Thursday, July 13, 2006

I find this really interesting

A transsexual scientist is saying some really interesting things about life as a female scientist and life as a male scientist.

A transsexual friend of mine in a place I used to live said similar, though less extreme things. She found her new status as a women meant increased attention from shop clerks and less respect at work.

Ben Barres, once Barbara Barres, talks about much more serious problems in his career. I've faced a few unpleasant situations as a result of my gender, but I never faced the level of discouragement Barres did.

But then, I wasn't trying to be a scientist.

CC

5 comments:

LinguistFriend said...

Life in academia as a transsexual can be nasty, brutish, and short, in Hobbes' terms. Although I have no personal experience in that respect, I have watched the odyssey of an acquaintance who made the male to female shift in recent history, both surgically and behaviorally. A lesbian friend of mine (and I) simply judged this transsexual to be an attractive lesbian at first meeting, and only later did she reveal her history. The transsexual had been a professor and program head in a private university, but after the surgery she was given the choice of teaching either in a satellite program away from the university, or in a program based in the state prisons. Unemployment folowed, until about a year ago she obtained a literature research position for an attorney. The risks entailed in such a change are appalling; one can hope that there will be legal redress in the long run, but that is unlikely for someone who has been thrown into poverty by such treatment by his/ her university administration. The law has not dealt well with such issues.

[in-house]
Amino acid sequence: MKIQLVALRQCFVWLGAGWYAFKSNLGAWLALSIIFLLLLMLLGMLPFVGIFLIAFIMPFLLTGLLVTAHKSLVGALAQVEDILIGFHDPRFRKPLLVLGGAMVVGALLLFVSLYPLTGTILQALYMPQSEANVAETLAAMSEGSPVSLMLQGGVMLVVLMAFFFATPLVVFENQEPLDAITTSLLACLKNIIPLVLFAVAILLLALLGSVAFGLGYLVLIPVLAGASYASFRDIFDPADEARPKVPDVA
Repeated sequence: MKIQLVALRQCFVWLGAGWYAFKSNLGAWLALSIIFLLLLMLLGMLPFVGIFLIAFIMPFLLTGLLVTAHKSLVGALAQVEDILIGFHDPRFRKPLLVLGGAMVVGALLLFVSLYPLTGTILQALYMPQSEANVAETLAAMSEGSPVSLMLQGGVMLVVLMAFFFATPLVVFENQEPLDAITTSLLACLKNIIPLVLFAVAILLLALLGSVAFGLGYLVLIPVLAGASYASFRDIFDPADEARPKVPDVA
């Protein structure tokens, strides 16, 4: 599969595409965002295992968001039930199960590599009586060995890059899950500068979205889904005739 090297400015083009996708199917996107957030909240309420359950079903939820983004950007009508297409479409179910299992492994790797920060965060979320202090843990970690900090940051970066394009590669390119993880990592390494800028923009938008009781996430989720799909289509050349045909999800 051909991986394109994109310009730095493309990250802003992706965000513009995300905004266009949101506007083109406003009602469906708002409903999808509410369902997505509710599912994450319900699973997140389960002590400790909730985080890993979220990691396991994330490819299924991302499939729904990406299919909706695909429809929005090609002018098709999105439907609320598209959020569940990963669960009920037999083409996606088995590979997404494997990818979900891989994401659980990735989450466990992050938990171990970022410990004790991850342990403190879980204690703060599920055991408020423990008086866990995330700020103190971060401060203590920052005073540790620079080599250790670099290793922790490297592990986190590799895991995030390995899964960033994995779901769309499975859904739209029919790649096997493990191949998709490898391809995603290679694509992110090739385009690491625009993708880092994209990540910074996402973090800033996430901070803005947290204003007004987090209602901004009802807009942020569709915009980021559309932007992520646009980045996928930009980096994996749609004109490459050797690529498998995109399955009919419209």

LinguistFriend

Chalicechick said...

Barres seems to have been wise to get tenure first.

CC

kim said...

We tried at GA a couple of years ago to get the UUA to include "gender identity" in their non-discrimination clause. We were unsuccessful. Ginny Courtier wouldn't let us even make the proposal. She was only willing to listen to teenagers or lawyers.

Chalicechick said...

Was there a mini-assembly on that proposal? At this GA, we were told you were supposed to propose amendments there.

I can assure you that the lawyer thing was not my experience at this GA. She seemed to take the speakers in the order they came up to the podium. Most of the speakers I heard were not articulate enough to be lawyers.

CC

kim said...

Yeah, there had been a mini-assembly "on it". However, the blurb in the book didn't say what the mini-assembly was covering, so we didn't know there was anything of interest -- it appeared to be just administrative by-laws stuff, non-controversial.
And it shouldn't have been so controversial: they claim to have gotten an "expert" to suggest their wording, but it was not the accepted legal wording. No one seemed to know who the "expert" was or what the qualifications were. We happened to be up on what the current accepted legal wording was -- we even had legal citations -- but Ginny didn't want to hear it, but listened to twenty teens say their opinions -- none of which had any legal underpinnings, but everything was very pro-kid at that meeting so we had to let them speak, which is fine, but shouldn't someone with some expertise also be allowed to speak? (and Ginny did make a remark about having to be a lawyer) The problem, as Joyce sees it, is that Ginny seems to be one of those lesbians who is prejudiced against transexuals. (there are a lot of them). I tend to be less paranoid, but the upshot is we didn't even get ten seconds to say what we thought the by-laws should say. We talked to one of the board members at breakfast the next day and she said she'd follow up on it, but we heard nothing more and don't really know how it stands now. What do the by-laws say about "gender identity" now? Is it included? do you know?